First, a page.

The Nutrition IAT was administered on a laptop computer with the programme Inquisit 3.0.4 (Millisecond Software, Seattle, USA). The IAT procedure consisted of seven blocks . In the first block, the participants practiced target concept discrimination by categorising stimuli as self or other (20 trials). In the second block, they did the same for attribute discrimination by sorting photographs of food articles into the categories healthy and unhealthy (20 trials). The first series of critical trials consisted of 20 practice trials (Block 3) and 60 critical trials (Block 4). The participants categorised items into two combined categories, each of which assigned an attribute and a target concept to the same key (e.g., self + unhealthy for the left key, other + healthy for the right key). In Block 5, the participants practiced the switched key assignment for the attribute stimuli (20 trials). Block 6 and Block 7 (the second critical block) were complementary to Block 3 and Block 4; the only difference was that these blocks included the reversed key assignment that the participants had practiced in the previous block (e.g., self + healthy for the left key, other + unhealthy for the right key). The IAT score was calculated using the improved scoring algorithm proposed by Greenwald et al. . The IAT score is based on individualized differences between mean reaction time for self + unhealthy food and mean reaction time for self + healthy food. Positive scores indicate a stronger association between the self and healthy food than between the self and unhealthy food. No participants’ error rates exceeded 20 % (average error rate: 3.46 %), and no mean latencies exceeded two seconds. Applying the scoring algorithm (see ) to two mutually exclusive subsets of the IAT combined-task trials, the reliability (split-half method) of the IAT score was r = .86.
Food choice (low distraction situation): At the end of the session, the participants were offered a selection of fruits (i.e., apples, bananas) and snacks (i.e., small chocolate bars, sachets with gummy bears), in each case approximately hand-sized. They were asked to choose something (one piece) as a small reward for their participation. Their choices were coded as 1 = fruit and 0 = snack. The choice of fruit was regarded as healthy behaviour, whereas the choice of a snack was regarded as unhealthy behaviour. Three female participants did not take either fruit or a snack. Thus, all analyses relating to the food choice were calculated without the data of these three participants.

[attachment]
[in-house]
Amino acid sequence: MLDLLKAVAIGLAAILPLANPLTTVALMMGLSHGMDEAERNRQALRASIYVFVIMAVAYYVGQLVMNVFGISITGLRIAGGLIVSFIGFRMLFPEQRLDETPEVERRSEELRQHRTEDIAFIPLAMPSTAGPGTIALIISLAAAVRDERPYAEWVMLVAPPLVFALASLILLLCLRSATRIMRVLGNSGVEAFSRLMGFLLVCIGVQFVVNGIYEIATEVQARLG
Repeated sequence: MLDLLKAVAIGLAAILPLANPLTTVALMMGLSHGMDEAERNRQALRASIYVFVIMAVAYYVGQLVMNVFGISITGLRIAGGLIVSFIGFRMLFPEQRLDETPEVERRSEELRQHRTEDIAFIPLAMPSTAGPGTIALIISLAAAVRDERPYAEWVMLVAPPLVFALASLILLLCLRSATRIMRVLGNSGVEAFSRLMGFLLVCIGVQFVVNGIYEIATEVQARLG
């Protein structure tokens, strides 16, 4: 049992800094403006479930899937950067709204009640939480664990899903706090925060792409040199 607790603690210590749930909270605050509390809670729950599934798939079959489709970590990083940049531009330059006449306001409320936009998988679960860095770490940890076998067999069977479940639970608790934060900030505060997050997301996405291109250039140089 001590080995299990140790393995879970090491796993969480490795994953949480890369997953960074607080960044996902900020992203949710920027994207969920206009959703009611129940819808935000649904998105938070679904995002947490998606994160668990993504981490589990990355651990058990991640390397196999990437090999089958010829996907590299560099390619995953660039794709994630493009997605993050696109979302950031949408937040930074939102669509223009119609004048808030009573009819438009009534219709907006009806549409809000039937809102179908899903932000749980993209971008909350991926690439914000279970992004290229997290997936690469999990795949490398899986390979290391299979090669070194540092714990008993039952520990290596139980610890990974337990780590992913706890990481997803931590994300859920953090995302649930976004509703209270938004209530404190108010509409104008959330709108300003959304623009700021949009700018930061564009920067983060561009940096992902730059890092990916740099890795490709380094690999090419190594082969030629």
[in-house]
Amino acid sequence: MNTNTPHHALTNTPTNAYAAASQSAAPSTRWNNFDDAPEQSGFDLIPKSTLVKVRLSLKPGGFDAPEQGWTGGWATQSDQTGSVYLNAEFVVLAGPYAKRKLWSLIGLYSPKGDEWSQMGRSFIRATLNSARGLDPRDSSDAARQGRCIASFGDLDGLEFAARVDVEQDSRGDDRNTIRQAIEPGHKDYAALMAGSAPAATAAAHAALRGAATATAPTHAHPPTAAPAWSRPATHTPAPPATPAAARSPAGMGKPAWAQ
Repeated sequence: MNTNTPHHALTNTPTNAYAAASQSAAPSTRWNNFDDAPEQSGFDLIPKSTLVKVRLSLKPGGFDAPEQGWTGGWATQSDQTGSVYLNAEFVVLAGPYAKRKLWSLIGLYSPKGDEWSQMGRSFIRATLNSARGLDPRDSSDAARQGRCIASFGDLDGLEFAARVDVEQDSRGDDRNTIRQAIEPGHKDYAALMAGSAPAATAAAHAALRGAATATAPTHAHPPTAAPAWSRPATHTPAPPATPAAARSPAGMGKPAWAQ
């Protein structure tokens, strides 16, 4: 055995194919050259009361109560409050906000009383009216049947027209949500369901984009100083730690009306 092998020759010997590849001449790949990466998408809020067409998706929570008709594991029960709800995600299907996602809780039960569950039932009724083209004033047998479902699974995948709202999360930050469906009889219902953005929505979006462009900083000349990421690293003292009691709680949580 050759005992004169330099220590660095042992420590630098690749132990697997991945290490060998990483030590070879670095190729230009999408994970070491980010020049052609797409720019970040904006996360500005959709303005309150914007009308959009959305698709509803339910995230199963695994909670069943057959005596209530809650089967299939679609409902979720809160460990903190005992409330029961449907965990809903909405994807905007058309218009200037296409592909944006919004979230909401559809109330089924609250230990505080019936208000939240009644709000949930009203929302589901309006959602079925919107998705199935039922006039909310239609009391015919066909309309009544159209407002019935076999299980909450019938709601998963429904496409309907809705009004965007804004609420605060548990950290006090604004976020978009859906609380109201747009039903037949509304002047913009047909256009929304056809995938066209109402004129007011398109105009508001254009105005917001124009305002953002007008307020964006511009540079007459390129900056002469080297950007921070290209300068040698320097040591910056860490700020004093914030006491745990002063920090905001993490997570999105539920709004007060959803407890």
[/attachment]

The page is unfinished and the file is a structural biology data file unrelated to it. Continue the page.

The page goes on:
Liquid intake in the taste comparison task (high distraction situation): Four transparent cups, each filled with 155 g of drink (i.e., mineral water and three types of soft drinks: coke, sparkling apple juice, lemonade), were used for the taste comparison task to cover liquid intake. The participants were instructed to taste each of the four drinks and to rate their tastes to absorb their attention. They were given 9 min. A liquid taste evaluation questionnaire with four adjectives (i.e., fresh, tangy, natural, and sweet) and an overall taste assessment (i.e., “Please indicate on a scale from 1 = not at all to 6 = very much the extent to which you like the drink.”) was used. After the test, the liquid left in each cup was taken to another room and weighed by another experimenter. Thus, for the participants, the taste rating was the task. They were uninformed that the liquid left in each cup was being used to calculate their intake of each beverage.
The associations between the variables were analysed using zero-order correlations. In addition, we applied regression analyses using hierarchical entry procedures (forced entry) to evaluate the extent to which gender and age (variable Block 1), the three self-report measures healthy diet, preference for healthy food, and preference for unhealthy food (variable Block 2), and the Nutrition IAT (variable Block 3) contributed to the variance in each of the behavioural measures. Final equations were defined by a significant (p < .05) increase in R2 change after the last block was entered.